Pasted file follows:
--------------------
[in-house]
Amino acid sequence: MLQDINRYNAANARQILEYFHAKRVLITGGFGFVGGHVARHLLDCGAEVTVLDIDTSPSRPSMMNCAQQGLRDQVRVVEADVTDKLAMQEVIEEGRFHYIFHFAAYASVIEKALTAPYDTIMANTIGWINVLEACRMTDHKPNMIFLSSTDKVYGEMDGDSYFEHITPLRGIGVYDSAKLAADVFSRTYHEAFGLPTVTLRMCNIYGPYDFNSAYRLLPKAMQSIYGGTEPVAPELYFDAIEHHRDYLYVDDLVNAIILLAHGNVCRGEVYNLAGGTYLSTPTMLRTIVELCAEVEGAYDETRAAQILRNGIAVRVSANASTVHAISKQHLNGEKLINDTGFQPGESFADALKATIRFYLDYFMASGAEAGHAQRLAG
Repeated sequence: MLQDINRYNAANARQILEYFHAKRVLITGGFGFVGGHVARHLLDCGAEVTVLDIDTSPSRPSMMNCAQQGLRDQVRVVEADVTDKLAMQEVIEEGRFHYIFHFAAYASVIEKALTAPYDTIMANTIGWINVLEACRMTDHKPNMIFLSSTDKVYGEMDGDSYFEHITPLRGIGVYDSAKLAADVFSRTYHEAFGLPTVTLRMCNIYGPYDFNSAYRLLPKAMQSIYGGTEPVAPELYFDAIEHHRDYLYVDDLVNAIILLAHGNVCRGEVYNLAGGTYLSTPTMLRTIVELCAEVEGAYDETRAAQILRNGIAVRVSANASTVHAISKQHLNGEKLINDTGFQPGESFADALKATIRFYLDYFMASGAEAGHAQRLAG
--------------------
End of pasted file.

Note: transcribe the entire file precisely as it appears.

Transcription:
[in-house]
Amino acid sequence: MLQDINRYNAANARQILEYFHAKRVLITGGFGFVGGHVARHLLDCGAEVTVLDIDTSPSRPSMMNCAQQGLRDQVRVVEADVTDKLAMQEVIEEGRFHYIFHFAAYASVIEKALTAPYDTIMANTIGWINVLEACRMTDHKPNMIFLSSTDKVYGEMDGDSYFEHITPLRGIGVYDSAKLAADVFSRTYHEAFGLPTVTLRMCNIYGPYDFNSAYRLLPKAMQSIYGGTEPVAPELYFDAIEHHRDYLYVDDLVNAIILLAHGNVCRGEVYNLAGGTYLSTPTMLRTIVELCAEVEGAYDETRAAQILRNGIAVRVSANASTVHAISKQHLNGEKLINDTGFQPGESFADALKATIRFYLDYFMASGAEAGHAQRLAG
Repeated sequence: MLQDINRYNAANARQILEYFHAKRVLITGGFGFVGGHVARHLLDCGAEVTVLDIDTSPSRPSMMNCAQQGLRDQVRVVEADVTDKLAMQEVIEEGRFHYIFHFAAYASVIEKALTAPYDTIMANTIGWINVLEACRMTDHKPNMIFLSSTDKVYGEMDGDSYFEHITPLRGIGVYDSAKLAADVFSRTYHEAFGLPTVTLRMCNIYGPYDFNSAYRLLPKAMQSIYGGTEPVAPELYFDAIEHHRDYLYVDDLVNAIILLAHGNVCRGEVYNLAGGTYLSTPTMLRTIVELCAEVEGAYDETRAAQILRNGIAVRVSANASTVHAISKQHLNGEKLINDTGFQPGESFADALKATIRFYLDYFMASGAEAGHAQRLAG